At the Orient Express summit we were shocked to spot a group of five sneaking behind China Wall. With all the action happening lately in the Kitchen area of Mushroom Bowl, I was surprised to see a group entering such a loaded high energy slope. It is very hot in the kitchen and will most likely remain that way for the remainder of the season.
After looking into the slice of the bowl where the travelers’ disappeared and seeing and hearing nothing incriminating, we continued our ski out to the Poma. We were greeted by the pleasant site of an empty back of the resort as 21 and 22 were closed for the day. We took a few moments to enjoy the Gore view and continued our way up.
I reached the crest of the skin Marty waved me over and showed me what is to date one of the most impressive things i have seen. If you look closely you will see the line from a mouse and then the mark from a bird of preys’ wings, a true “sick bird”. After examining the natural art work, it was just a few more strides before we arrived at our decision point.
We were far away from the Kitchen and into the lower angle section of the bowl that lacks the steep open tree chutes The top turns were low angle and we had no indicators in the upper twenty degree mellow section, so we continued our run.
We skied from high point to high point, avoiding extended straight, open fall lines, which were few and far between in this section of the bowl.
Our biggest concern was the low snow and the endless pits, covered logs and traps along the way. Ended the run hooting down the to the track, groomed from the recent rescues and fast.
Had a great day out there as a result of confidence in my skiing, partner, equipment, and decisions. Mushroom Bowl is a large area and the stability of the snow varies from spot to spot. We chose a low angle, heavily treed area and had a decent run. We stayed far away from the steep open chutes and significant cliff drops that have resulted in the two recent accidents and one close call that the CAIC has reported on.(EVI note, the number of caught and buried is up to four according to the temporary info boards set up at the Poma)
With much of Vail’s side country suspect, other avenues of adventure await. Try going for a skin on Meadow Mountain or practice your beacon skills. Read a snow safety book; “Staying Alive in Avalanche Terrain” my personal favorite. Maybe ski with your girlfriend. Remember there has been a ton of activity in the last few days, no need for more.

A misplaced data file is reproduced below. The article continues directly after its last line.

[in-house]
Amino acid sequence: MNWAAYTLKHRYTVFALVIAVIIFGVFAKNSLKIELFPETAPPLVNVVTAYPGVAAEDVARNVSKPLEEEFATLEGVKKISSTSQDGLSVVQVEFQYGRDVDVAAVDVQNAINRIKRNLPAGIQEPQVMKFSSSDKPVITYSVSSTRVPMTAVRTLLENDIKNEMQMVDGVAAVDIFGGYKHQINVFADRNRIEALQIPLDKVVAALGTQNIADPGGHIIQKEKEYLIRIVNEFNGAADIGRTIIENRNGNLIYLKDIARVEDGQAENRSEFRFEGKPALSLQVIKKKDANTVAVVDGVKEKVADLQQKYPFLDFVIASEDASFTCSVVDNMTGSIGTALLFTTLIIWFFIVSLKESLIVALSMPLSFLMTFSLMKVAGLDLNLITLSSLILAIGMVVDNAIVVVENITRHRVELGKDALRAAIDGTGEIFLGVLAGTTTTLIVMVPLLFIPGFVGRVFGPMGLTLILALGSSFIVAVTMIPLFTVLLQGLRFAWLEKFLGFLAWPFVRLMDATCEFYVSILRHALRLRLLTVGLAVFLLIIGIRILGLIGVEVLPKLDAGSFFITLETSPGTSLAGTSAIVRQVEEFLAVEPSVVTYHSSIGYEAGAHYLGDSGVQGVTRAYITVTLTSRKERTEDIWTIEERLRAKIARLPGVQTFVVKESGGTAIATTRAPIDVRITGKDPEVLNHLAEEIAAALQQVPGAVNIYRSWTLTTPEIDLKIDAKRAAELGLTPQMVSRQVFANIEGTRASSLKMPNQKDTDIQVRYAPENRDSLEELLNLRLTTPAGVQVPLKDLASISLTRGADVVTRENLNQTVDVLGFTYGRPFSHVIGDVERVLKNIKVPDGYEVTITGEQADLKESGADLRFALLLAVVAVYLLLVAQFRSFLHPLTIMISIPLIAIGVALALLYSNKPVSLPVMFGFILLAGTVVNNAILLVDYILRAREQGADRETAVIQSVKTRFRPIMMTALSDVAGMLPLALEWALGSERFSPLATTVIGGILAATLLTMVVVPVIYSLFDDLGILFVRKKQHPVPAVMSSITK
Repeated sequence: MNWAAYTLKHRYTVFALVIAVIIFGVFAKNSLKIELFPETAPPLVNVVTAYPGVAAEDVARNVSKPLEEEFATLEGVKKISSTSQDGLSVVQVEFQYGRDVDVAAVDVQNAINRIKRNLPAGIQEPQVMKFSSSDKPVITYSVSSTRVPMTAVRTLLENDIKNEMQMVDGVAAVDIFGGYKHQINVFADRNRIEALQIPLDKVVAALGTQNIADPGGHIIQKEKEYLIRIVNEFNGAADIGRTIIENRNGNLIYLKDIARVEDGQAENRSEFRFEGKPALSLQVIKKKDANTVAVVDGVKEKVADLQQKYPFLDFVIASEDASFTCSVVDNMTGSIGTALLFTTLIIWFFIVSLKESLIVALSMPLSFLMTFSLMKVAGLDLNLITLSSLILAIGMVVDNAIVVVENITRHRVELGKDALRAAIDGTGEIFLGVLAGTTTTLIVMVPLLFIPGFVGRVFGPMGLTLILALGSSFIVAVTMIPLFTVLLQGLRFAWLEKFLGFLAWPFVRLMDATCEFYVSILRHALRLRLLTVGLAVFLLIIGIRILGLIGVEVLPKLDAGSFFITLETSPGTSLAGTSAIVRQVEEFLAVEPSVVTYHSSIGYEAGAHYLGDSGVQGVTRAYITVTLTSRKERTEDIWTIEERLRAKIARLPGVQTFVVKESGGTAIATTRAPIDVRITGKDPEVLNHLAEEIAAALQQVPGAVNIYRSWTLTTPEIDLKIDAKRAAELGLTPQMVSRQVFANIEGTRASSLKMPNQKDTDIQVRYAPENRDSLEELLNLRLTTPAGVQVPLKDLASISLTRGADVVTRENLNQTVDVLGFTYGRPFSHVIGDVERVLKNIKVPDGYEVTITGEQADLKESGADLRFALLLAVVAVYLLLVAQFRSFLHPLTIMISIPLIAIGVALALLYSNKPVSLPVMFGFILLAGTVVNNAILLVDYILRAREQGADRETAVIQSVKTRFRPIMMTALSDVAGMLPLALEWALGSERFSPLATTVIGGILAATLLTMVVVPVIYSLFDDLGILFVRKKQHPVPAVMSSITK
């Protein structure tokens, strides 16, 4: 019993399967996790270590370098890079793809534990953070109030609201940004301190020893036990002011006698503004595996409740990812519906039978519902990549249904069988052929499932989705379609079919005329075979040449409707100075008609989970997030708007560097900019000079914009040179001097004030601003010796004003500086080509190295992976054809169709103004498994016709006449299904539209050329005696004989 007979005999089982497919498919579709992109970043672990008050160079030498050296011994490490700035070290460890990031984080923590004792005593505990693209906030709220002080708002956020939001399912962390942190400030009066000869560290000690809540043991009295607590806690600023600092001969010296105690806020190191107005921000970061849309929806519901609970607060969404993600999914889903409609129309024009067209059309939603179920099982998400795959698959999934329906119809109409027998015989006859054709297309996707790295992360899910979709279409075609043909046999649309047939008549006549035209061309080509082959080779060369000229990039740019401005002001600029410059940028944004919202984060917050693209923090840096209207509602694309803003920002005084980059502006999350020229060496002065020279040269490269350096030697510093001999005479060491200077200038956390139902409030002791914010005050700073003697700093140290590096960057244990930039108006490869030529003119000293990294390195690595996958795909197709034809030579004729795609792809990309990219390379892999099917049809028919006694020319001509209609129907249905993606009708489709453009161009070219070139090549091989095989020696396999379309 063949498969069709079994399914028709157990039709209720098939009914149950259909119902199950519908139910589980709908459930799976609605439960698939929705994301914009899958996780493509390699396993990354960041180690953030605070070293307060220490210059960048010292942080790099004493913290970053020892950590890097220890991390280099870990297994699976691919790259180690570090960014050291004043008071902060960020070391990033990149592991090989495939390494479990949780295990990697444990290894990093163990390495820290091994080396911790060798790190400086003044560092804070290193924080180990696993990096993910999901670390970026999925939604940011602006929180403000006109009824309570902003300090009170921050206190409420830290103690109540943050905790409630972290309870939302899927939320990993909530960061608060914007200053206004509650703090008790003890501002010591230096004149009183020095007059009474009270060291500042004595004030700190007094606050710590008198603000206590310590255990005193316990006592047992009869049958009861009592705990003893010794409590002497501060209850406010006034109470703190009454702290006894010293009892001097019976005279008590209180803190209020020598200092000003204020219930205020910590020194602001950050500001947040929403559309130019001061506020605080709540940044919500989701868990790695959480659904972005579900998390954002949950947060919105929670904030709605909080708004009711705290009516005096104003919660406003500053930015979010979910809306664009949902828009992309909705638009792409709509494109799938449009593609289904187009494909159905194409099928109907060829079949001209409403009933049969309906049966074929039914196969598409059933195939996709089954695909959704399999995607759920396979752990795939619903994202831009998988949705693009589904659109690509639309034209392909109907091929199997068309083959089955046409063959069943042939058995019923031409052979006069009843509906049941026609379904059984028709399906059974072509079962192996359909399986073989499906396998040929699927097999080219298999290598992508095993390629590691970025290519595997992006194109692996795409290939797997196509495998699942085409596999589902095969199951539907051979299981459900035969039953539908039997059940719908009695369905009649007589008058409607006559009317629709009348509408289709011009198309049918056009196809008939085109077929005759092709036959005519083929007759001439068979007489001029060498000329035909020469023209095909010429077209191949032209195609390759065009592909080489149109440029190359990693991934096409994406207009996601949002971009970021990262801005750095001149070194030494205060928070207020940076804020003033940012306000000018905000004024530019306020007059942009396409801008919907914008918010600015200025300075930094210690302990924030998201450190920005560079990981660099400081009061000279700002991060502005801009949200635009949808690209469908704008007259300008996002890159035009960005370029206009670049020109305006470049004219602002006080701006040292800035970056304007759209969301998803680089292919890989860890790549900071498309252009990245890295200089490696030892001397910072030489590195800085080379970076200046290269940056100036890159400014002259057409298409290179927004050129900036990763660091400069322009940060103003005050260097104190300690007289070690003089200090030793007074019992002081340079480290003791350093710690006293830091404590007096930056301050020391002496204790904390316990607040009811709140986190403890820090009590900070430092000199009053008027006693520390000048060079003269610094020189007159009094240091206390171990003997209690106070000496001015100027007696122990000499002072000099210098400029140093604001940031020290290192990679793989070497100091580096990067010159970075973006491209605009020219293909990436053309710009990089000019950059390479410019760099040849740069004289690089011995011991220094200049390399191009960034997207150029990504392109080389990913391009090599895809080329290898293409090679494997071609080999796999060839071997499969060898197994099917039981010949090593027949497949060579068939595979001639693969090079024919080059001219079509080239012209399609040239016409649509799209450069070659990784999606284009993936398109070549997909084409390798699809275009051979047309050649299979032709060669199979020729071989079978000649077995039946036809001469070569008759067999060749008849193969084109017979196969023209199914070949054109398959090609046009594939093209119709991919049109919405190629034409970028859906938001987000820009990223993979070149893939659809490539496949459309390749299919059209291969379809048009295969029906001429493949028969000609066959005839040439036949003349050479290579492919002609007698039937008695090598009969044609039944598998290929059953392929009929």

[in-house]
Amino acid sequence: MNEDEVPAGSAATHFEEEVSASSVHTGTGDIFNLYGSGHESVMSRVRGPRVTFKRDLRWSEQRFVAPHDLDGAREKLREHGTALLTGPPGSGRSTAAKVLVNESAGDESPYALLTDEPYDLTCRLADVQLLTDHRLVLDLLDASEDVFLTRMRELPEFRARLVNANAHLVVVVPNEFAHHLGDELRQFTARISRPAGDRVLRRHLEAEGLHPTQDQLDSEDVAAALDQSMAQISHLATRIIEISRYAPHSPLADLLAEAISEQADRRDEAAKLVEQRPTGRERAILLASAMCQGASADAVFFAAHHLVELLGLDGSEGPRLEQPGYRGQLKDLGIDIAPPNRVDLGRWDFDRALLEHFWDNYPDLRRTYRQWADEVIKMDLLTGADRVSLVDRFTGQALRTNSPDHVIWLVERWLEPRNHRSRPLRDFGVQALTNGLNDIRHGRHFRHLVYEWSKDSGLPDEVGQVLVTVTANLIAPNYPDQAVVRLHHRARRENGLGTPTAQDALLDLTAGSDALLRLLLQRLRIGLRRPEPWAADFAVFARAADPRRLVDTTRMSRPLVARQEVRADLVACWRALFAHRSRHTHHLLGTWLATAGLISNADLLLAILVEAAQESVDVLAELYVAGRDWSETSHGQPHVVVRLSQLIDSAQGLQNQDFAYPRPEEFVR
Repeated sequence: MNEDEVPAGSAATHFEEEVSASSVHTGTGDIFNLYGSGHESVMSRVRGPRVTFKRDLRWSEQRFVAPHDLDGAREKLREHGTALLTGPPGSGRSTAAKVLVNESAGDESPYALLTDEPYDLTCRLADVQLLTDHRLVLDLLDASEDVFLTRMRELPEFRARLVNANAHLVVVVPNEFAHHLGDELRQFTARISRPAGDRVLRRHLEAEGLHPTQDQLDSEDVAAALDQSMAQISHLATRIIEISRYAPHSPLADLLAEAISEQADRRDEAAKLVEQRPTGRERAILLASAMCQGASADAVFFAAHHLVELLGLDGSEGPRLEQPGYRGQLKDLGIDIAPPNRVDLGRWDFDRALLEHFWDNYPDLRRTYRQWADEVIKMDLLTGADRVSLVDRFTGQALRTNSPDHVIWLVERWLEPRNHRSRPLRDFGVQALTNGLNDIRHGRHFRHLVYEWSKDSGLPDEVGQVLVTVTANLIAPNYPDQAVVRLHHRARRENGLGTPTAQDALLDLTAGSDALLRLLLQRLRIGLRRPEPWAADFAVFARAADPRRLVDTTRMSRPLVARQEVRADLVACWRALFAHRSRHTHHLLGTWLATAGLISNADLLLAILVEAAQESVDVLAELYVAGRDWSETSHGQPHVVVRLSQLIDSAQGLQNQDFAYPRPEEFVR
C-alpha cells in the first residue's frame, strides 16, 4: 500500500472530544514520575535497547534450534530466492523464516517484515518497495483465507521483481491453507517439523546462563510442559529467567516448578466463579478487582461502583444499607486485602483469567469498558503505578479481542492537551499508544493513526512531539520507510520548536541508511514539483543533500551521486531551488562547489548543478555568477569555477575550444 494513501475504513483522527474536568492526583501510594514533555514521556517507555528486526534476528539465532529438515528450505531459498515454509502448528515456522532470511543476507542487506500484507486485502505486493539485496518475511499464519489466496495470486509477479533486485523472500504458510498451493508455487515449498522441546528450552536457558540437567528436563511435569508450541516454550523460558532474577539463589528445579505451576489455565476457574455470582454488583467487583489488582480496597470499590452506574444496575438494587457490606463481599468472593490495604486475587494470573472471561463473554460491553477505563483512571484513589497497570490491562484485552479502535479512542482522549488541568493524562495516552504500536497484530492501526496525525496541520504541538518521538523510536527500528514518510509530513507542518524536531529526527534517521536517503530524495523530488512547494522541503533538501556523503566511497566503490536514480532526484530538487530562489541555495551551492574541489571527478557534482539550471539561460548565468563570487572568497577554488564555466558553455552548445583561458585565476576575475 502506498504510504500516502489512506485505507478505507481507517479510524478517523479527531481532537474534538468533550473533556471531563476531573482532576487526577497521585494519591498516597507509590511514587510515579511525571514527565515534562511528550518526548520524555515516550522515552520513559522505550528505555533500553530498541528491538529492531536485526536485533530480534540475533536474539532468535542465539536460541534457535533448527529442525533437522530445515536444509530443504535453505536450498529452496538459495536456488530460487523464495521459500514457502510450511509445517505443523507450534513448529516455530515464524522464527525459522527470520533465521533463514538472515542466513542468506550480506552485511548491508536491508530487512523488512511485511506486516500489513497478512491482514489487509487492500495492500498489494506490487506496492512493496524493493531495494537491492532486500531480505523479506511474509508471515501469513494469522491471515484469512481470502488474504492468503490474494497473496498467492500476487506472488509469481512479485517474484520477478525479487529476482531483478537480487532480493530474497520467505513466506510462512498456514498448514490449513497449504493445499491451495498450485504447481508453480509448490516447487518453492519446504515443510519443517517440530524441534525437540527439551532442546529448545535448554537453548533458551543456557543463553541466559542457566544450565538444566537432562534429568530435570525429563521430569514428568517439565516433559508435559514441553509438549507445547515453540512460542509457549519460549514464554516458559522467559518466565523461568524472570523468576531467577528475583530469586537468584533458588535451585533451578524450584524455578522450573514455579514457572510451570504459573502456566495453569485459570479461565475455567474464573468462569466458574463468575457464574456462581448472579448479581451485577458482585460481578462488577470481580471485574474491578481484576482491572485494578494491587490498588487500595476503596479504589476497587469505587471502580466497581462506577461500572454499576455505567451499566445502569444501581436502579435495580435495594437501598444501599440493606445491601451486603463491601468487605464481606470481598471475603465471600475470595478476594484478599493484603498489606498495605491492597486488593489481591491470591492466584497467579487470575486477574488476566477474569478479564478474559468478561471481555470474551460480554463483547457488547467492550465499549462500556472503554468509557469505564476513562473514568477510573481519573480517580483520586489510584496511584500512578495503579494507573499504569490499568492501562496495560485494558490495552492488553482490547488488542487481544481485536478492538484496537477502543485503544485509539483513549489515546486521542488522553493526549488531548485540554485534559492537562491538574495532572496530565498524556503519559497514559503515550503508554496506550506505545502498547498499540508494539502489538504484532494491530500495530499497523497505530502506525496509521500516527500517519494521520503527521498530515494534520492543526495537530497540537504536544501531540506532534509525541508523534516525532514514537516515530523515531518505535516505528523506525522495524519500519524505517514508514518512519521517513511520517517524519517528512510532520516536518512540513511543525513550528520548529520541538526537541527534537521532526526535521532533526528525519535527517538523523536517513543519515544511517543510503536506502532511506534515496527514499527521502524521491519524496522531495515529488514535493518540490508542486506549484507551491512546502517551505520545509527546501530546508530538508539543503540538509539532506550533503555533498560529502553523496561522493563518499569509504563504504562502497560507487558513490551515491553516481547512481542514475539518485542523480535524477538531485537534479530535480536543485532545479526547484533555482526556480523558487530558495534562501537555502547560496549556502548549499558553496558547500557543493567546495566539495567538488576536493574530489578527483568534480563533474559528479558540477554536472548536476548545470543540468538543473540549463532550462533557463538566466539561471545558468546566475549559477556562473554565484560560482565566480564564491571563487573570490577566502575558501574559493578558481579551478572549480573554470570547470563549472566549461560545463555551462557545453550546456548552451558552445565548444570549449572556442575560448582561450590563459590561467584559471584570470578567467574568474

If you go make sure you are confident in not only your skiing but also your partner and usage of your gear most importantly your brain the most important piece of safety equipment. One more thing dont be a dick out there no more yelling its skiing theres no yelling in skiing.
With the holiday crowds closing in, I skinned my way up to Mushie two days in a row to check out the snow on both the West and North aspects in the gladed 20-30 degree terrain for something to do. The ridge top had variable areas of 10 cm wind board on facets to soft wind blown crust over, you geussed it, more facets, to dirt patches. The first five upper low angle turns off the ridgeline were decent, fresh turns on stale cake. As the pitches steepened and rolled toward the cliff band that runs in the middle of Mushroom Bowl, the skiing turned to a barely covered nightmare of no more than 60 cms of 2mm facets on rocks and fallen trees. The best way to describe a weighted ski turn two thirds of the way down is hitting a sandcastle with a baseball bat. The snow looses cohesion, disintegrates under the weight and the facets run to the dirt in a glittering hiss below the turn. A frightening prospect for a basal layer for our snow pack when (think positive) our weather cycle does turn back to snow.
If we continue to get small amounts of snow with long periods of calm weather in between, then avalanche wise it’s really no problem, it will just be a low tide year for the central mountains like most of AK’s mountains had last year. However, if we do see an averaging out of the snowfall amounts in the last two thirds of the season, then I have to imagine we will have a signifigant avalanche cycle with the first large dump. With the depth of snow in EV ranging from dirt to sixty cm of loose facets that on both West and North aspects, a two foot dump would rip to the ground with little effort with any kind of rapid loading of typical cold low density mid-winter snow on such a weakly bonded base layer. Our best hope is precip to come in warm and wet and alot of it. Or a storm comes in with such rapid loading that EV flushes itself out naturally overnight and cleans out what has become a forgettable early season mess on all aspects.
Something else to check out. Noaa has an interesting report on their website on the effect La Nina will have on Colorado weather for the rest of the winter. Much of it is super technical, but it is interesting to read the atmospheric science based precipitation predictions for the next six months. I won’t ruin it for you, check it out and draw your own conclusions.
It was a relief to get out into Mushie and skin far far away from the madnesss happening with the holidays in Vail. Just passing Two Elk helped my personal holiday decompression. The lack of sno, however trying, fails to make the skin up to the top of Benchie any less beautiful. The black, grey and white spattered Gore range, gaunt and bare, stretched into a sky littered with purple and grey clouds streaming in from the Northwest. A few tendrils of snow stretched down to touch the very tops of the Gore Range, but the wisps were wishful thinking for a range that is now feet away from average. I enjoyed standing on the top of Benchie again, wind howling and no one around. Pretty much ski hiked the last two thirds of the run both days to the road, but I enjoyed the taste of the EV experience that I have, admittedly, taken for granted over the last fourteen years.